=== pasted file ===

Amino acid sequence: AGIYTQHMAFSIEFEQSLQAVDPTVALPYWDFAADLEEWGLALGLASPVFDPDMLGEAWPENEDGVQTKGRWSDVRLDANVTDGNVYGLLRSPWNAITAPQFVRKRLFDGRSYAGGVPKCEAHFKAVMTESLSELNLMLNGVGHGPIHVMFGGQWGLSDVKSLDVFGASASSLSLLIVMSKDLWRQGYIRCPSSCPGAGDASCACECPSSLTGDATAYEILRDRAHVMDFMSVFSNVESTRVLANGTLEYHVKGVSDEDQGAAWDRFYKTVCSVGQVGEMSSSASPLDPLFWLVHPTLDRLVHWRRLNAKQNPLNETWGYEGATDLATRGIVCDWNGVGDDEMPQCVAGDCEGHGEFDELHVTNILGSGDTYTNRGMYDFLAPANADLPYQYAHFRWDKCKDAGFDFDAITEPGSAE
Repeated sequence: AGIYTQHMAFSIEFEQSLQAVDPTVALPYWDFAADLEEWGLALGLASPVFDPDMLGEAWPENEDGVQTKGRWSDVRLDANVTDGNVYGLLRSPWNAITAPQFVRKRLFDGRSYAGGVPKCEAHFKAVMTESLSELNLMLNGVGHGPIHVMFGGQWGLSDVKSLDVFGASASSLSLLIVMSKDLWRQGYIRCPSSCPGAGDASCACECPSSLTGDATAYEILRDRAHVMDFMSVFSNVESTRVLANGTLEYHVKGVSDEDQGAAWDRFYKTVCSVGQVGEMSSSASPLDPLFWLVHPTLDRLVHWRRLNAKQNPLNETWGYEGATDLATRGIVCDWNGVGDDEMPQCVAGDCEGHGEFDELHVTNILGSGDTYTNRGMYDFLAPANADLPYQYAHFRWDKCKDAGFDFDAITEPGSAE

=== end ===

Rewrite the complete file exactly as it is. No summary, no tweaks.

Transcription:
Amino acid sequence: AGIYTQHMAFSIEFEQSLQAVDPTVALPYWDFAADLEEWGLALGLASPVFDPDMLGEAWPENEDGVQTKGRWSDVRLDANVTDGNVYGLLRSPWNAITAPQFVRKRLFDGRSYAGGVPKCEAHFKAVMTESLSELNLMLNGVGHGPIHVMFGGQWGLSDVKSLDVFGASASSLSLLIVMSKDLWRQGYIRCPSSCPGAGDASCACECPSSLTGDATAYEILRDRAHVMDFMSVFSNVESTRVLANGTLEYHVKGVSDEDQGAAWDRFYKTVCSVGQVGEMSSSASPLDPLFWLVHPTLDRLVHWRRLNAKQNPLNETWGYEGATDLATRGIVCDWNGVGDDEMPQCVAGDCEGHGEFDELHVTNILGSGDTYTNRGMYDFLAPANADLPYQYAHFRWDKCKDAGFDFDAITEPGSAE
Repeated sequence: AGIYTQHMAFSIEFEQSLQAVDPTVALPYWDFAADLEEWGLALGLASPVFDPDMLGEAWPENEDGVQTKGRWSDVRLDANVTDGNVYGLLRSPWNAITAPQFVRKRLFDGRSYAGGVPKCEAHFKAVMTESLSELNLMLNGVGHGPIHVMFGGQWGLSDVKSLDVFGASASSLSLLIVMSKDLWRQGYIRCPSSCPGAGDASCACECPSSLTGDATAYEILRDRAHVMDFMSVFSNVESTRVLANGTLEYHVKGVSDEDQGAAWDRFYKTVCSVGQVGEMSSSASPLDPLFWLVHPTLDRLVHWRRLNAKQNPLNETWGYEGATDLATRGIVCDWNGVGDDEMPQCVAGDCEGHGEFDELHVTNILGSGDTYTNRGMYDFLAPANADLPYQYAHFRWDKCKDAGFDFDAITEPGSAE